Notice that the above defaults do not provide the most common interpretation for our purchasing example in Fig. 4, namely, many purchases of many products. For this reason, tools should make users aware when defaults are being assumed and allow them to be changed later.

Figure 5. The Marriage relation as its own object type.

Relations on Relations

Another reason for using object types to model relations is that relations may have features in their own right. For example, Fig. 5 expresses how the Marriage relation looks when it has its own object type, with a relation to CITY HALL where the marriage is certified.

Place relations can also have features. Figure 6 expresses the purchasing example again, modeling the place relation between PURCHASE and PRODUCT as a line item with a quantity.

Figure 6. Modeling the place relation to PRODUCT as a line item with a quantity.

One risk of modeling place relations as objects is the danger of creating an infinitely recursive structure. This infinite regression is addressed in OOIE by using a simplified object called a place to store information about a place relation when it has no user-defined features. A place records only the types of participants in the relation and its single- and multiple-cardinality constraints. The implementation of a place intentionally avoids full object types and relations for this information, so that the recursion "bottoms out". For example, the PURCHASE relation has two place records:

Place 1 Place 2
Participating Type: PERSON Participating Type: PRODUCT
Single-tuple: exactly one Single-tuple: one or more
Multiple-tuple: any number Multiple-tuple: any number

If the user decides to define specific features for a place relation, places are then transformed into full object types. In the product example above, places are first used for the two-place relations from PURCHASE. When the user wants to add a QUANTITY relation to the place relation between PURCHASE and PRODUCT, its places are then transformed into the full object type PURCHASE LINE ITEM. To prevent infinite recursion, places are then used for the place relations from PURCHASE LINE ITEM. This process can be repeated to whatever depth the user requires.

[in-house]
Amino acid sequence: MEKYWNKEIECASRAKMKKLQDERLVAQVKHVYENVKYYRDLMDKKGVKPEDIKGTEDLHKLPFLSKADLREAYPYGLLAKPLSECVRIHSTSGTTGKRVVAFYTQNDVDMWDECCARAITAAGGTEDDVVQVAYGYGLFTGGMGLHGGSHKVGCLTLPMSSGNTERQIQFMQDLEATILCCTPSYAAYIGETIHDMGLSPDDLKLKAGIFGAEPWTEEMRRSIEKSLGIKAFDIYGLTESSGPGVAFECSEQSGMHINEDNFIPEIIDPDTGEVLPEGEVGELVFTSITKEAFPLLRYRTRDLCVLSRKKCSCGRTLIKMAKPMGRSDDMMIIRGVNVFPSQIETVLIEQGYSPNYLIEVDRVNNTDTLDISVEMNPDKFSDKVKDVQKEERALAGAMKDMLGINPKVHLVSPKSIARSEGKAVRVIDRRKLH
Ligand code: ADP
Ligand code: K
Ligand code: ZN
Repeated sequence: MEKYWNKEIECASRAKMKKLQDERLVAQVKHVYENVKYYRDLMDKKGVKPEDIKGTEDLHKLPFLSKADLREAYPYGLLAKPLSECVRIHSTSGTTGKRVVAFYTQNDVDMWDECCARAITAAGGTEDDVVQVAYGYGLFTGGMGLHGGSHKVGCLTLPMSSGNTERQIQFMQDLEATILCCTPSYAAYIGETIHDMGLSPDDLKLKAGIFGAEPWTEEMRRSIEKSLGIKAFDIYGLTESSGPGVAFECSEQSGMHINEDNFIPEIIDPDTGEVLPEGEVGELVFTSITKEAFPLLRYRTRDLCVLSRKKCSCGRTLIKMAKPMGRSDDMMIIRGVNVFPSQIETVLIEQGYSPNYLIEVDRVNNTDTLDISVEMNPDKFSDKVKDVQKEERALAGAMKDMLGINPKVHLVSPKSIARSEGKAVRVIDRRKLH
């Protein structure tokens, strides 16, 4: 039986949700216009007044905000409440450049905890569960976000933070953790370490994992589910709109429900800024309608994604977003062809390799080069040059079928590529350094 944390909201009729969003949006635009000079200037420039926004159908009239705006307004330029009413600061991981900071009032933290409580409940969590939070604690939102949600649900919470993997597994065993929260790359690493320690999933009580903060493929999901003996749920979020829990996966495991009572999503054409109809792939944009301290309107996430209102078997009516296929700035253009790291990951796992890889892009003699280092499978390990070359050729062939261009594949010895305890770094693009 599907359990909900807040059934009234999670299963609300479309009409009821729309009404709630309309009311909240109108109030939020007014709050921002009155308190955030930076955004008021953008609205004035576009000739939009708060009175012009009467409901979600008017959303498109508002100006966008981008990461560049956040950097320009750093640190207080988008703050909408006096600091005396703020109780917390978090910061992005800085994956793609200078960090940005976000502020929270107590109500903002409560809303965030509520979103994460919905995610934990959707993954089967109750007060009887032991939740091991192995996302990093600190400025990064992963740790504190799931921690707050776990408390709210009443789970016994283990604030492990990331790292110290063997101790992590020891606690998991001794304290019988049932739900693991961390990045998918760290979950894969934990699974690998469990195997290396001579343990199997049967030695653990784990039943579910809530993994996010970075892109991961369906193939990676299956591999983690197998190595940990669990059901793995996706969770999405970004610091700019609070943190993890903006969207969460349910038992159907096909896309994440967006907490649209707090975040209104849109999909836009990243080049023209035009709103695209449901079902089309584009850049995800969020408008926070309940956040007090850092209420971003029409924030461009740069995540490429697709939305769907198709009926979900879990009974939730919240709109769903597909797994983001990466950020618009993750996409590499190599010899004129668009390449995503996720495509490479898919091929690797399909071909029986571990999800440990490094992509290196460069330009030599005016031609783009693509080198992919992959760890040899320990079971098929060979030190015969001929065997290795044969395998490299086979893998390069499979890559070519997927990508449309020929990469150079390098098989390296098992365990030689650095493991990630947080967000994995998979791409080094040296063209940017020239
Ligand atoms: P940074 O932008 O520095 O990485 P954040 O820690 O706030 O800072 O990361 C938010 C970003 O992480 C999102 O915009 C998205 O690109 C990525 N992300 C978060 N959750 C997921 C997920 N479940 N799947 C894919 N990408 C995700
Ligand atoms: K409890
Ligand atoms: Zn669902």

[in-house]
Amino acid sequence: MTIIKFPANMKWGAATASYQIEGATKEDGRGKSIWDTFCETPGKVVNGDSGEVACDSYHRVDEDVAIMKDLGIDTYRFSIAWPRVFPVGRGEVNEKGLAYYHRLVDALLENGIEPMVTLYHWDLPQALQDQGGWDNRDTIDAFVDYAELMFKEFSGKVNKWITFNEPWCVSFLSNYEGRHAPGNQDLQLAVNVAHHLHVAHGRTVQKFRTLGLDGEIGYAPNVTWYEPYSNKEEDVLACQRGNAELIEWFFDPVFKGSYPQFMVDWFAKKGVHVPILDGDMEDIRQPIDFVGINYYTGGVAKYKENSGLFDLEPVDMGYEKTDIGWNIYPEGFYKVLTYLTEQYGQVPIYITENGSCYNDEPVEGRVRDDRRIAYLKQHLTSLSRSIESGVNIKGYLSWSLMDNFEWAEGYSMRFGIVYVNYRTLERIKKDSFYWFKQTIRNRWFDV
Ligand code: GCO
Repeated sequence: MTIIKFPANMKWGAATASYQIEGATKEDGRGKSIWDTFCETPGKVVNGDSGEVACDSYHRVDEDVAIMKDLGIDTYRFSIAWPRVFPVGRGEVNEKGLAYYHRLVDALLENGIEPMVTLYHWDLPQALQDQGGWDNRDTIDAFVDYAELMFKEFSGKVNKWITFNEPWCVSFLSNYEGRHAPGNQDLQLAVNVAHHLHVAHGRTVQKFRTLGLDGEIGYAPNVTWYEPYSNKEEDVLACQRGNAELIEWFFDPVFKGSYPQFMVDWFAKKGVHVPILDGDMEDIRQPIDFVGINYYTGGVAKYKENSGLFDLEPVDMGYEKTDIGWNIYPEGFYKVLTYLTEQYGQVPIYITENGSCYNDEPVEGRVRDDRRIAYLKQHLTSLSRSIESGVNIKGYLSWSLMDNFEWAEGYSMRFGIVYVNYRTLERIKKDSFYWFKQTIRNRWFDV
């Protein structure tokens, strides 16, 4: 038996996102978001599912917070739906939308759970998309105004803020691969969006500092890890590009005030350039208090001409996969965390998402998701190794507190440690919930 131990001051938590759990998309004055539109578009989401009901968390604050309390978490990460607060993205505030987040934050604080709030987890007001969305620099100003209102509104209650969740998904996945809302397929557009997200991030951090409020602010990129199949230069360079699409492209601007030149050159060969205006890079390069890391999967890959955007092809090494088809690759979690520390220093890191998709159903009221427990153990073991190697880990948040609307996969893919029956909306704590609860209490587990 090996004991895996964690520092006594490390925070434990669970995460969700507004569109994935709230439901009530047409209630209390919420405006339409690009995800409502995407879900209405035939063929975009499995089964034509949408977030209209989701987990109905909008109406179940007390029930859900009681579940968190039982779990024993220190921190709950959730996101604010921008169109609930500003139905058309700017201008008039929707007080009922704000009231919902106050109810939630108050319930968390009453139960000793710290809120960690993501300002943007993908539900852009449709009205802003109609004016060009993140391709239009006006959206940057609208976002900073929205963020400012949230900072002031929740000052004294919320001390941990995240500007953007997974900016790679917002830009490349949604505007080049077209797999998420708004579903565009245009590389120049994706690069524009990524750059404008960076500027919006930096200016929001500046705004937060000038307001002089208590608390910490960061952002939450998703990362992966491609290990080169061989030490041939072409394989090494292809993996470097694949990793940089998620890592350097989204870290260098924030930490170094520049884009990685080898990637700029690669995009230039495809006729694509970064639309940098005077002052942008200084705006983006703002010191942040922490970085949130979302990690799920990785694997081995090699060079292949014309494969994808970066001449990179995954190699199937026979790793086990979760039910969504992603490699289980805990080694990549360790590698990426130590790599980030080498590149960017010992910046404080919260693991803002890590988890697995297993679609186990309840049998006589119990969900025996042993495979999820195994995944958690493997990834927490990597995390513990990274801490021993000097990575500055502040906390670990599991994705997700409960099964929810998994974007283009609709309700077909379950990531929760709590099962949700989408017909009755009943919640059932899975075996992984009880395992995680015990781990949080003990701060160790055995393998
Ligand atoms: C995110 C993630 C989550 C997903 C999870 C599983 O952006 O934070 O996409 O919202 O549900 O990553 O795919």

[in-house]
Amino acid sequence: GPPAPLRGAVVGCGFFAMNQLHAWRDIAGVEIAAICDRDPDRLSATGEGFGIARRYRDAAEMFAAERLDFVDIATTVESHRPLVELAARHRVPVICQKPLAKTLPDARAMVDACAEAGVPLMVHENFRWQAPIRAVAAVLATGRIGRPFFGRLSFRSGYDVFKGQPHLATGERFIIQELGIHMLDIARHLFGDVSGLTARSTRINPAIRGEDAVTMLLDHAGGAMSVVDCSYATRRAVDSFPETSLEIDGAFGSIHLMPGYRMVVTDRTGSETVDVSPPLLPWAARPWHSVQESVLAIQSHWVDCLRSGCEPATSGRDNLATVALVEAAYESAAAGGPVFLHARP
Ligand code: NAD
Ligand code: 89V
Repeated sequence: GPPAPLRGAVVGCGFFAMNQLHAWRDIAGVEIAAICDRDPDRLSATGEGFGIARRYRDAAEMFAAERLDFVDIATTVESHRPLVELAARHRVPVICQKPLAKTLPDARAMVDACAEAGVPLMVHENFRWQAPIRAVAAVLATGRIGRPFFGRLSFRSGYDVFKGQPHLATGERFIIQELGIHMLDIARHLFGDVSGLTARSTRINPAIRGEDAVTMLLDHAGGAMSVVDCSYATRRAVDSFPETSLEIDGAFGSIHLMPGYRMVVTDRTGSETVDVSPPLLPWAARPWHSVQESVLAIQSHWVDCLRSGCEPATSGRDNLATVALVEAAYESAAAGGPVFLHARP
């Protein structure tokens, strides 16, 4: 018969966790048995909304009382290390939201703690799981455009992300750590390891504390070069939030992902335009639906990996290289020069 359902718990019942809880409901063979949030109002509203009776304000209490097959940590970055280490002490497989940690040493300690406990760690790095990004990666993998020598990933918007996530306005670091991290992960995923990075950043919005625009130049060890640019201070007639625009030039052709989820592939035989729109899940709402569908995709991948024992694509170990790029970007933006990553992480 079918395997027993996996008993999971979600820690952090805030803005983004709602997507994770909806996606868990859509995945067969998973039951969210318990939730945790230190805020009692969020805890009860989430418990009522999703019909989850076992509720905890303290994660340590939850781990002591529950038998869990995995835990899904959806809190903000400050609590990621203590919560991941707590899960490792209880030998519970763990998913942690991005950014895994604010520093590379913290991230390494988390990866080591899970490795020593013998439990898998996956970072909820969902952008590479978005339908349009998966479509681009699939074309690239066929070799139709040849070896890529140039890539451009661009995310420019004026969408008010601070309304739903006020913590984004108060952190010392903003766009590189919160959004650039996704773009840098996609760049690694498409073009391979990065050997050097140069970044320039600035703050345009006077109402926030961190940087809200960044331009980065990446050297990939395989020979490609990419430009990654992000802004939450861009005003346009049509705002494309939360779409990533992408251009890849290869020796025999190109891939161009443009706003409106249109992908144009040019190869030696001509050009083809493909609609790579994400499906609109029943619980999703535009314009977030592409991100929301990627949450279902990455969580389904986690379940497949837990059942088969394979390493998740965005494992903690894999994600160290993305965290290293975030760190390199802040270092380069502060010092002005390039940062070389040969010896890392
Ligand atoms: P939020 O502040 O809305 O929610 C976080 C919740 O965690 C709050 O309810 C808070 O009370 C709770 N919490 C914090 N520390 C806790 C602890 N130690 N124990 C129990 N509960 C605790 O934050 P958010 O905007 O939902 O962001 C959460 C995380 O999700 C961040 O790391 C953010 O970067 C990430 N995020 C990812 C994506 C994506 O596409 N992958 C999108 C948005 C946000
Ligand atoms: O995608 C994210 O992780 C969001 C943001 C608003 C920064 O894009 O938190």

Specialized Relations

As with all object types, relations can be specialized, that is, subtyped. Specialization means to modify the subtype consistently with the supertype but in such a way that fewer objects are normally instances of the subtype. For example, if the ANIMAL object type is specialized into the DOG object type, then dogs must have the same characteristics as animals plus some additional characteristics or constraints. Since some animals will not have the additional characteristics of dogs or satisfy the additional constraints, there will be fewer dogs than animals.

The most common way to specialize a relation is to restrict the types that participate in the relation. For example, Fig. 7 expresses a specialization of the driving relation between people and cars.

Figure 7. The specialization of the driving relation between people and cars.

The lower relation restricts race cars to be driven by race-car drivers. (If we didn't trust race-car drivers to drive regular cars, we could restrict them to driving only race cars.) Specialized relations can restrict any or all of the participating types.

A confusing aspect of specialized relations is that they sometimes have the same name as their generalizations. The example above still calls the relation DRIVE when it involves a race car, even though this implies a very different kind of driving. It also has one of its participating types restricted to race-car drivers. However, nothing stops us from naming the specialized relation differently. In fact, some techniques for specializing relations always involve a new name for the relation. For example, we could specialize MARRIAGE by restricting its features, such as requiring that the license be issued in California. A specialization of this sort could then be called CALIFORNIA-MARRIAGEs.

Another way to specialize a relation without renaming it is to restrict its cardinalities. For example, a relation can exist between restaurants and the customers being served at any particular time. While the number of customers being served need not be restricted in general, it may be restricted to 20 for small restaurants (as expressed in Fig. 8).

Figure 8. Restricting the number of customers in small restaurants to 20.

The general rule is that a specialized relation gets a new name if it has new features or if inherited ones are modified. The specialized relation can retain the name of the generalization if it restricts only the information that defines the relation, such as its participating types or its cardinality constraints.


We have shown that the cardinality information expressed in most modeling languages is ambiguous. Our more complete model resolves this by distinguishing the number of objects that can be connected in one instance of a relation from the number of relation instances in which an object can participate. The model centers on treating relations as object types and relating them to their participating types. We gave a simple technique for preventing the infinite regress associated with relations between relations. Finally, we discussed various ways that relation types may be specialized and indicated when the name of a relation subtype can be the same as its supertype.


Wiegert, Oliver. "Semantics of Relations"; SAP internal paper, January, 1997.


We thank the CDIF committee for discussing their data model with us. Our multiple- and single-tuple cardinalities are equivalent to their "inside" and "outside" cardinalities.